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Sister Cities

Building International Goodwill

Conceived after the destructive upheaval of World War II, sister city programs developed from the simple idea that sharing information and experiences between people from different cultural backgrounds could nurture mutual cooperation between people, cities and nations. These diplomatic exchanges were designed to both cultivate peaceful connections between cities, but to also trade information regarding municipal strategies in addressing challenges related to education, health, welfare, housing, and vocational training. Kalamazoo has had three sister cities: Numazu, Japan, Kingston, Jamaica and Pushkin, Russia.

Kingston, Jamaica

In the summer of 1962, the city commission extended an invitation to the capital city of the newly independent nation of Jamaica, so as to “promote friendship, understanding, and mutual cooperation.” It isn’t clear why city officials targeted Kingston, but a year prior saw a group of Jamaican librarians arrive in town on an educational visit to learn about library practices. Led by Mrs. Joyce Robinson, the visiting librarians also met with city officials, including Mayor Paul E. Morrison. In October, a resolution was passed by the Council of the Kingston and St. Andrew Corporation to accept Kalamazoo’s proposal. Upon invitation from Robinson, Mayor Morrison traveled to the Caribbean island to participate in their independence celebration, that included a meeting with Sir Alexander Bustamente, Jamaica’s newly elected premiere. Shortly thereafter, in January of 1963, a road leading to the national sports stadium was named Kalamazoo Drive. Other than a visit from Kingston’s mayor in 1969, wherein which he urged for a recommitment to “exchanges of citizens, city personnel and college students”, it appears that the relationship between the two cities failed to generate sustained activity.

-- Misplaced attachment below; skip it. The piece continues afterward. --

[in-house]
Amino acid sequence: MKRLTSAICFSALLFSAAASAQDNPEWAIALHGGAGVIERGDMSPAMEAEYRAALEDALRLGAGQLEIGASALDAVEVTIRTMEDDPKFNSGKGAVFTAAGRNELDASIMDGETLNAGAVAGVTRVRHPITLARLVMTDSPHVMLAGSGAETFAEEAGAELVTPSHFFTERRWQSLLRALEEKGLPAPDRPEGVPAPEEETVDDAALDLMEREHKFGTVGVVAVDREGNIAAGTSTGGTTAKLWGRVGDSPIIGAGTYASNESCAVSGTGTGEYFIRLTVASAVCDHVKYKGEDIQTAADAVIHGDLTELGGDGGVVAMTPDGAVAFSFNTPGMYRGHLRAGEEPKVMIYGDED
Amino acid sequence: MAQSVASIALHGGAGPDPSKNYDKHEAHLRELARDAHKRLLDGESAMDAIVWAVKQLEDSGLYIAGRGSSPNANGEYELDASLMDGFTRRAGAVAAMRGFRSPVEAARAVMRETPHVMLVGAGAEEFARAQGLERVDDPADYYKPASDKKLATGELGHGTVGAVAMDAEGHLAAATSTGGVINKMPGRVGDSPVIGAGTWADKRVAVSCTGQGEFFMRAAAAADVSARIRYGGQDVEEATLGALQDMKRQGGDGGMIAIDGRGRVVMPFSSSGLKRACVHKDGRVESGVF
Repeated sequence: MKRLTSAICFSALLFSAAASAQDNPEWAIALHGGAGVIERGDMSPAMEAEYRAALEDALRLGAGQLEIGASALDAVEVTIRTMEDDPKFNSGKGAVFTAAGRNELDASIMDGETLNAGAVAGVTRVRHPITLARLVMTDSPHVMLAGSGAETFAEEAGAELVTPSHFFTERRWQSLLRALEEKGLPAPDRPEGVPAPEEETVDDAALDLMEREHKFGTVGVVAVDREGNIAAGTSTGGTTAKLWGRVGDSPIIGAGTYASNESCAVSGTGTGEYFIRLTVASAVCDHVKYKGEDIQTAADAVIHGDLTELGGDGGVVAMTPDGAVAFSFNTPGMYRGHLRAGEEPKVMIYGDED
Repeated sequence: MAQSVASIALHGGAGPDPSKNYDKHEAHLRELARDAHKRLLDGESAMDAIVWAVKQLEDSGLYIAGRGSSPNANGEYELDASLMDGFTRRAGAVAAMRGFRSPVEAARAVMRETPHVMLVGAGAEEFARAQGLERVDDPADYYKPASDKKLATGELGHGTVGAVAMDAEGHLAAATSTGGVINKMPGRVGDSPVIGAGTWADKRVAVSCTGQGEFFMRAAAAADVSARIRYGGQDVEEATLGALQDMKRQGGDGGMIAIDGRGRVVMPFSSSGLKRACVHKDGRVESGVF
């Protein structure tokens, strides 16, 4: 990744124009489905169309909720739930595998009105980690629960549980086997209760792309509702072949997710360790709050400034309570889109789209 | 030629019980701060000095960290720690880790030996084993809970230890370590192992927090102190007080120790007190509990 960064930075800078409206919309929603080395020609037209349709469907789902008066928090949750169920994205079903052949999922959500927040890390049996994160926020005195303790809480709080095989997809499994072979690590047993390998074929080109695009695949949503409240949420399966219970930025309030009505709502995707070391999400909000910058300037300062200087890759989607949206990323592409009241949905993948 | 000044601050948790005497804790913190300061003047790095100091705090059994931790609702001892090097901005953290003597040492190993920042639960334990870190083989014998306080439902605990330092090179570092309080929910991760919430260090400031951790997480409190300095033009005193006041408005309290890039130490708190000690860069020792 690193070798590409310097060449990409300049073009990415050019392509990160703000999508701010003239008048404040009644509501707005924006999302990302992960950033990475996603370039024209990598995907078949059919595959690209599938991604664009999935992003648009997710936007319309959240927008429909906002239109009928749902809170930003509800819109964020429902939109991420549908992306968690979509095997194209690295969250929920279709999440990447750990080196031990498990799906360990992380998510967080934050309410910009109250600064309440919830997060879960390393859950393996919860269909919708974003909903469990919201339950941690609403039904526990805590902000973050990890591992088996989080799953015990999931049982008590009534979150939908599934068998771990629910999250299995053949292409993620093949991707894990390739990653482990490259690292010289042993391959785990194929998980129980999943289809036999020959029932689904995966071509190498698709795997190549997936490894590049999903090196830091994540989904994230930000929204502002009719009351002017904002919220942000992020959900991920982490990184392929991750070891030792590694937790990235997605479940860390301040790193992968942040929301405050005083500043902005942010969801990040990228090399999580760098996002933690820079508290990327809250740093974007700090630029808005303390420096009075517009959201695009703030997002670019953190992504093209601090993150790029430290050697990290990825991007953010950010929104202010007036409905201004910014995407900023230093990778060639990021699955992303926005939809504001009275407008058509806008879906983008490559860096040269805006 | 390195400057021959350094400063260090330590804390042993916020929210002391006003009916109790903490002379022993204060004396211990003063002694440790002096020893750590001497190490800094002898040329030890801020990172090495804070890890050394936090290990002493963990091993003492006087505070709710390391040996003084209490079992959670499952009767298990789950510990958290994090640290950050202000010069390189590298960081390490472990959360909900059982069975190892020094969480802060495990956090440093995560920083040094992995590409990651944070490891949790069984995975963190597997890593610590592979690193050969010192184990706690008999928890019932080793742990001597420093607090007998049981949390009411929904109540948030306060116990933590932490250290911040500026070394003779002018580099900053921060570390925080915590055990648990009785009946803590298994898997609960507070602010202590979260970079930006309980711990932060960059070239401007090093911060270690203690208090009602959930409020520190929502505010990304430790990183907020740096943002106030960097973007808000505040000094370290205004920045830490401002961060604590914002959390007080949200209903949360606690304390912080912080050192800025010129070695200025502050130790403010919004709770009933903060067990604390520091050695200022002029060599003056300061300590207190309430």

Numazu, Japan

Conceived in 1962 when a local businessman who regularly traveled to Japan, noticed similarities between Numazu and Kalamazoo, Kalamazoo’s most functioning sister city program officially began in 1963 and continues today. In November of 1962, a six-member group from Numazu arrived in Kalamazoo to complete the agreement between the two cities. Several months later, Mayor Morrison led a local delegation to Numazu in July of 1963, accepting the key to the coastal city from Mayor Rokutaro Shioya. In addition to exchanging gifts, Morrison, his wife, and members of the Chamber of Commerce attended official ceremonies, which included a parade, observed art exhibits, and met with members of civic clubs and students. In April of 1964, it was the Numazu delegation’s turn to tour Kalamazoo, visiting the Kalamazoo Public Library, the Art Center (later the Kalamazoo Institute of Arts), Nazareth College, several junior and high schools, and the Upjohn Company. Year after year, delegates from both cities continue to meet with city officials to tour one another’s civic and governmental institutions.

Members of a Numazu sister city delegation pose on the Kalamazoo Mall, Kalamazoo Gazette, November 14, 1962

In 1998, on the 35th anniversary of the relationship, a tree planting ceremony took place in Bronson Park. A red leaf Japanese Maple was planted along South Street, across from the city building. A plaque attached to a large rock was later added below the tree that acknowledges the enduring connection between the two communities. The plaque was later moved to the ring of memorials in Bronson Park.

Photo courtesy Ryan Gage, 2022

Pushkin, Russia

The most recent effort in developing a bond with another city was in October of 1992, when the city of Pushkin, Russia and Kalamazoo agreed to a “partnership agreement for community exchanges and cooperation”. The dissolution of the Soviet Union had left many cities like Pushkin in desperate need of both financial support, and guidance in how to transition from Soviet-style governance to a more democratic expression of city management. The local Kalamazoo-Pushkin committee was created to raise the private funds in order to interact with Pushkin.

“Members of the Kalamazoo delegation that brought $287,000 worth of medical supplies to Pushkin earlier this year told commissioners the Russian city has desperate needs in health care, the environment and the economy.”–Kalamazoo Gazette, 10-6-92

Article written by Ryan Gage, Kalamazoo Public Library staff, January 2022



“Send invitation to ‘Sister City'”

Kalamazoo Gazette, 28 August 1962

“Pushkin, Kalamazoo affirm ties”

Kalamazoo Gazette, 6 October 1992, page C2, column 1

Local History Room Files

Subject File: Sister Cities – Kingston

Subject File: Numazu (Japan)

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